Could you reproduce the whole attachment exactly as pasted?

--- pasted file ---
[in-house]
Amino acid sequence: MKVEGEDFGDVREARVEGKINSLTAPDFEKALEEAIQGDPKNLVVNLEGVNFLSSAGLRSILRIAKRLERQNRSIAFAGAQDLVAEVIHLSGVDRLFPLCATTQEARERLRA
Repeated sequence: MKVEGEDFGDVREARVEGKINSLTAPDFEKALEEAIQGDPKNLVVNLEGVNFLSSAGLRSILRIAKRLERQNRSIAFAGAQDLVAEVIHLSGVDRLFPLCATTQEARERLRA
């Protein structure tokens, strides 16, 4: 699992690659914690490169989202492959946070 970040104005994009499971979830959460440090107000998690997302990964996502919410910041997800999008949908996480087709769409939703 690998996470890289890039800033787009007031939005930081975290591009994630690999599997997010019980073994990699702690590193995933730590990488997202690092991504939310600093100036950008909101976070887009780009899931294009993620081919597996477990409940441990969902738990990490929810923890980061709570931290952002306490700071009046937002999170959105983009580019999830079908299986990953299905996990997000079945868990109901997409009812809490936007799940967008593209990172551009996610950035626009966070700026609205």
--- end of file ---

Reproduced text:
[in-house]
Amino acid sequence: MKVEGEDFGDVREARVEGKINSLTAPDFEKALEEAIQGDPKNLVVNLEGVNFLSSAGLRSILRIAKRLERQNRSIAFAGAQDLVAEVIHLSGVDRLFPLCATTQEARERLRA
Repeated sequence: MKVEGEDFGDVREARVEGKINSLTAPDFEKALEEAIQGDPKNLVVNLEGVNFLSSAGLRSILRIAKRLERQNRSIAFAGAQDLVAEVIHLSGVDRLFPLCATTQEARERLRA
């Protein structure tokens, strides 16, 4: 699992690659914690490169989202492959946070 970040104005994009499971979830959460440090107000998690997302990964996502919410910041997800999008949908996480087709769409939703 690998996470890289890039800033787009007031939005930081975290591009994630690999599997997010019980073994990699702690590193995933730590990488997202690092991504939310600093100036950008909101976070887009780009899931294009993620081919597996477990409940441990969902738990990490929810923890980061709570931290952002306490700071009046937002999170959105983009580019999830079908299986990953299905996990997000079945868990109901997409009812809490936007799940967008593209990172551009996610950035626009966070700026609205």